I can certainly support this. Before I discovered Arca style heads I used several different heads and on one occasion being called to a job I had the wrong plate for the tripod I was going to use. My standard L bracket is the Kirk Industries with Kirk quick release thumb screw plates that go on all my Manfrotto tirpods no matter what head I'm using. The L plate allows for quick orientation from landscape to portrait with out having to re adjust the tripod position when orienting a ball head to 90 degrees. Worth the money for each camera to have the same plate.
hi all, so i'm back from my hollydays. not very well because i'm with pneumonia but i think i will survive... the main problem is that i can't go out looking for my new monopod and start trying it but that day will come in a very near future i bet. in the meanwhile i'll be reading your posts here in Nikonians and making plans for new pictures, right? see you soon, Francisco
hi all, it seems that, afterall, that's not a simple pneumonia i got. it seems it's a worse lung infection... but, as far as the doctor tells me, it has treatment, i've just started it. its "hard" but it's true... but i'll survive, as far as i can i'll use my 7100 at home to get used to it... see you soon, Francisco
Get well soon. Follow the Dr's advise, those lung infections can linger if not stopped quickly. Not getting exposed to something else while you are battling the first one is crucial to getting well quicker.
Have you thought about why you want a monopod. I have one (a Manfrotto carbon fiber with thumb locks. It does the monopod job well but comes up way short of stabilizing the camera. If you want a system that help smooths out panning, then a monopod can work quite well. If you want to stabilize a camera the monopod eliminates only one degree of freedom (movement) and typically translates any vertical movement into rotational movement, thus exacerbating the camera non-stability. It's those stray torques that cause the problem. Typically long lenses help add rotational inertia to the system so minor rotations are more easily controlled and large panning rotations are smoothed.
IMO they may even cause more stability problems if you are using them during an exhaustive hike and you may have developed some fatigue (tremor, shake, breathlessness, etc.). Those motions tend to show up in arm motion and it's the arms that are trying to steady the monopod. If you were just holding the camera, you could brace your arms against your body, brace that against a tree, building ...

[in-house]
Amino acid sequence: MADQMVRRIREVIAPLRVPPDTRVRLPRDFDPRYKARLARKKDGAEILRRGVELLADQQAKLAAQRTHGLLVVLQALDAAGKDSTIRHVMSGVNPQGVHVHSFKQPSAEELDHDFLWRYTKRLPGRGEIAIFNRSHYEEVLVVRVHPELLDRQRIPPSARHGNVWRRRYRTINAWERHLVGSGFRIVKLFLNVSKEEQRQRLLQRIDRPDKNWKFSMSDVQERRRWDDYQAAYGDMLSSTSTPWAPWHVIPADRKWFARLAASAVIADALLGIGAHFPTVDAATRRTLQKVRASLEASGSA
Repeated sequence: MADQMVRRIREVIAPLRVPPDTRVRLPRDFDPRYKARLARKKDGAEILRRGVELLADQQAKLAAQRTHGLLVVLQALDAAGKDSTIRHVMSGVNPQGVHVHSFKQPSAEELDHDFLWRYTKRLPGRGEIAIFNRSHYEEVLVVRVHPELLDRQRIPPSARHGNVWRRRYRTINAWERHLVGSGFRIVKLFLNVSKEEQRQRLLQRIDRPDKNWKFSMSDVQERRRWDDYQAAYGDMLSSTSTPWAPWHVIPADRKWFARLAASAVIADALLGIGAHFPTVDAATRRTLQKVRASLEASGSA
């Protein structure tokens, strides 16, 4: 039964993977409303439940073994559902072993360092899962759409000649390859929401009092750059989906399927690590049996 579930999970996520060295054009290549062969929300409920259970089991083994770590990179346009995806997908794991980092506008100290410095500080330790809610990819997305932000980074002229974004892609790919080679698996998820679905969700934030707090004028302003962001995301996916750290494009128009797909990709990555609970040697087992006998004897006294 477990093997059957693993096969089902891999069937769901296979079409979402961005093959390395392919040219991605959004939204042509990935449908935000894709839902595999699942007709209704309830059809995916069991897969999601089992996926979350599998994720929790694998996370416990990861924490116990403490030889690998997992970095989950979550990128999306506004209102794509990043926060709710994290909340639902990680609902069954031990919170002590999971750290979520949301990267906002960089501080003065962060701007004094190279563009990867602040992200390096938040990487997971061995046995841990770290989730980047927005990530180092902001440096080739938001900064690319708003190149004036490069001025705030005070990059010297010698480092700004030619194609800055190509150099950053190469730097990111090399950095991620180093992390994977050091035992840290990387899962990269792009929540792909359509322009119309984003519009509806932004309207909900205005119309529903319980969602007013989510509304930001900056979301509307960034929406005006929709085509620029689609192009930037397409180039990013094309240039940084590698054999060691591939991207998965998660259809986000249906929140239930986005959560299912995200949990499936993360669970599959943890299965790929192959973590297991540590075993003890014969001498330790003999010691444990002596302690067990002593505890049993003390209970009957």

I've never been too keen on a monopod except for taking a large weight off my shoulders/arms when using a long heavy lens and then using it mainly for panning (e.g. sports). Even trying to steady a camera while birding, I often find I can do better just in hand-holding than with a monopod.
I'm sure this is all arguable, but possibly worth thinking about.
Roger It's still, ISO, aperture and shutter-speed, right?
thanks Roger for your support, i'll take care , you bet! and thanks for your tips as well, in fact thats something i have always felt about monopods but i was trying to find a lighter and smaller alternative to tripods... thanks again, Francisco
Francisco, do you have a good quality tripod? If not, perhaps kill two birds with one stone Sirui, as unclemickey mentioned, make some good gear One of their tripods I'm close to buying is the M3204X It's a tripod that gets very good reviews, and one leg comes off to double as a monopod It's one of the reasons I'm looking at one of these, carrying a tripod and monopod annoys me, just getting to be too much hardware So an all in one makes sense Price is good too, around AU$500 for tripod and K30x ballhead, as opposed to around AU$1500 for a Gitzo/ballhead combo I doubt the Sirui is as good as a Gitzo, but I constantly hear the gap is small